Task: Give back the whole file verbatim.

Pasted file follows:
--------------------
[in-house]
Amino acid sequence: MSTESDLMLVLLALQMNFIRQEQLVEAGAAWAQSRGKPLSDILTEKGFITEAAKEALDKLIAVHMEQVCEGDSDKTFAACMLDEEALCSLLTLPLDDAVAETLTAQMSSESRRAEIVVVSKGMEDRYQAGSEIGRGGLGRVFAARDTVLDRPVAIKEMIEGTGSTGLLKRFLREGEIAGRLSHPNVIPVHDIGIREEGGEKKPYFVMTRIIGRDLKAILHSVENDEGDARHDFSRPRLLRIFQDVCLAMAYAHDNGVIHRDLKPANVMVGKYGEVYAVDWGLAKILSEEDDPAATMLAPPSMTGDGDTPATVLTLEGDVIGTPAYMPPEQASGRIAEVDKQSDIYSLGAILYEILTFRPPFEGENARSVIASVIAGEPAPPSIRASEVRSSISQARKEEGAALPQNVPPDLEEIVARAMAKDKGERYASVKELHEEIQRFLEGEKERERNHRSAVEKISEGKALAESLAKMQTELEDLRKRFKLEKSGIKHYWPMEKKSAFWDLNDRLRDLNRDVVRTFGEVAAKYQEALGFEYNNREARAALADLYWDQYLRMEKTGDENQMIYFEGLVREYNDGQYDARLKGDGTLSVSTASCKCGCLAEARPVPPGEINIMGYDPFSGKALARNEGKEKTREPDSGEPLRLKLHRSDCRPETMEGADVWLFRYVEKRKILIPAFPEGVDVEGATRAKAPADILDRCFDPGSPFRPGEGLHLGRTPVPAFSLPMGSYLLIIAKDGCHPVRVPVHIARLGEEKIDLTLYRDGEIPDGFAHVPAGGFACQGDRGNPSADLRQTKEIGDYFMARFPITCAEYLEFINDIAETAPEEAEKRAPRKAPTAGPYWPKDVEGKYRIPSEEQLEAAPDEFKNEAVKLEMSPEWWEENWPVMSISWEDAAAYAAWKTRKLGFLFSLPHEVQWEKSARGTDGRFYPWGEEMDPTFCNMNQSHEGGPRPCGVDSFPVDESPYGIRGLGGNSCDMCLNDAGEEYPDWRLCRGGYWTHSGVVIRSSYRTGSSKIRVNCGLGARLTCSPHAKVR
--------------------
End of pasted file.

[in-house]
Amino acid sequence: MSTESDLMLVLLALQMNFIRQEQLVEAGAAWAQSRGKPLSDILTEKGFITEAAKEALDKLIAVHMEQVCEGDSDKTFAACMLDEEALCSLLTLPLDDAVAETLTAQMSSESRRAEIVVVSKGMEDRYQAGSEIGRGGLGRVFAARDTVLDRPVAIKEMIEGTGSTGLLKRFLREGEIAGRLSHPNVIPVHDIGIREEGGEKKPYFVMTRIIGRDLKAILHSVENDEGDARHDFSRPRLLRIFQDVCLAMAYAHDNGVIHRDLKPANVMVGKYGEVYAVDWGLAKILSEEDDPAATMLAPPSMTGDGDTPATVLTLEGDVIGTPAYMPPEQASGRIAEVDKQSDIYSLGAILYEILTFRPPFEGENARSVIASVIAGEPAPPSIRASEVRSSISQARKEEGAALPQNVPPDLEEIVARAMAKDKGERYASVKELHEEIQRFLEGEKERERNHRSAVEKISEGKALAESLAKMQTELEDLRKRFKLEKSGIKHYWPMEKKSAFWDLNDRLRDLNRDVVRTFGEVAAKYQEALGFEYNNREARAALADLYWDQYLRMEKTGDENQMIYFEGLVREYNDGQYDARLKGDGTLSVSTASCKCGCLAEARPVPPGEINIMGYDPFSGKALARNEGKEKTREPDSGEPLRLKLHRSDCRPETMEGADVWLFRYVEKRKILIPAFPEGVDVEGATRAKAPADILDRCFDPGSPFRPGEGLHLGRTPVPAFSLPMGSYLLIIAKDGCHPVRVPVHIARLGEEKIDLTLYRDGEIPDGFAHVPAGGFACQGDRGNPSADLRQTKEIGDYFMARFPITCAEYLEFINDIAETAPEEAEKRAPRKAPTAGPYWPKDVEGKYRIPSEEQLEAAPDEFKNEAVKLEMSPEWWEENWPVMSISWEDAAAYAAWKTRKLGFLFSLPHEVQWEKSARGTDGRFYPWGEEMDPTFCNMNQSHEGGPRPCGVDSFPVDESPYGIRGLGGNSCDMCLNDAGEEYPDWRLCRGGYWTHSGVVIRSSYRTGSSKIRVNCGLGARLTCSPHAKVR